Central bank issues roadmap for ATM card upgrades

Sunday, 2019-01-13 08:06:09
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The switch to chip cards is expected to be completed by 2021.
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NDO/VNA - Under a new regulation, commercial banks will have to switch 30 percent of their current magnetic strip ATM cards – more than 25 million in total – to chip cards by the end of this year to enhance safety and service quality.

Under Circular 41/2018/TT-NHNN, which will replace Circular 19/2016 as the regulation on bank card operations starting on February 18 this year, commercial banks must increase the ratio of chip cards to at least 60 percent by 2020.

This means at least 51 million cards will use chip technology. The regulation will ensure the country has completely switched to chip cards by the end of 2021.

The new regulation also stipulates card payment institutions must ensure that at least 35 percent of their ATMs and 50 percent of their points of sale (POS) accept chip cards by the end of this year. The ratios are required to increase to 100 percent by the end of 2020.

During the transition period, institutions must ensure all their ATM operations run smoothly, stably and safely to protect the interests of cardholders.

Under the new circular, SBV also requires all domestic chip cards must meet standards issued by the bank in October last year. The cards must be compatible with EMV standards as well as the standards of international card organisations such as Visa, MasterCard, JCB and UnionPay.

Statistics from the SBV showed that as of September 2018, the country was home to more than 18,170 ATMs and 294,500 POS machines, serving over 85 million ATM cards with magnetic strips. These old-style cards can be easily hacked due to weak security features.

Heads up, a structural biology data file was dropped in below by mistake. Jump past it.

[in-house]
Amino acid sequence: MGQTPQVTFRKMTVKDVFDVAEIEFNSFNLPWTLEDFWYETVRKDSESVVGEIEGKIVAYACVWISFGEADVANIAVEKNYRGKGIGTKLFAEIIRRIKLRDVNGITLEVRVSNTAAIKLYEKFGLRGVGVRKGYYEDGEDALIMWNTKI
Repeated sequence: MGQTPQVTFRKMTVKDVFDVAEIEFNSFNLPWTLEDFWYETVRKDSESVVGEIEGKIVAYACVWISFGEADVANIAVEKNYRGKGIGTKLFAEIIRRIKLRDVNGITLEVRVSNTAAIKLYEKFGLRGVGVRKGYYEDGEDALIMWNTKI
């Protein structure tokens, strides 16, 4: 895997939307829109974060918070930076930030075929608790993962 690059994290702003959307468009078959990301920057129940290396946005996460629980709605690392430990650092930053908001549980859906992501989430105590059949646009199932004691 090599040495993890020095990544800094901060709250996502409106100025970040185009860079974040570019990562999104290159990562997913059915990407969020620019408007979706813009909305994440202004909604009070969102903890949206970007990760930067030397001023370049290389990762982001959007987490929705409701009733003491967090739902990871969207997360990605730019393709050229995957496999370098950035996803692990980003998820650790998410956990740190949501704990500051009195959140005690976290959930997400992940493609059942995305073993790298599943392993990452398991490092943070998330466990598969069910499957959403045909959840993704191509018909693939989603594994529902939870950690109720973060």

International card-issuing organisations have asked Vietnamese banks to switch to chip cards that meet EMV standards to increase safety amidst a growing number of information thefts. Security experts have also warned Vietnam’s delayed transition to chip technology could put the country at risk of becoming a ‘haven’ for card criminals from around the world as it is among the dwindling number of countries where the use of magnetic swipe cards is still prevalent.

Commercial banks are in the process of switching over to the new cards because of their stronger security features. However, some banks say the switch faces multiple barriers. They will have to upgrade their technology and replace ATMs and POS terminals with newer ones that are compatible with chip cards.

According to banks, issuing a chip card can cost some US$1.50-2.50, meaning they will have to spend between US$105-175 million for the transition, in addition to the cost of upgrading ATMs and core banking systems to adapt to the change.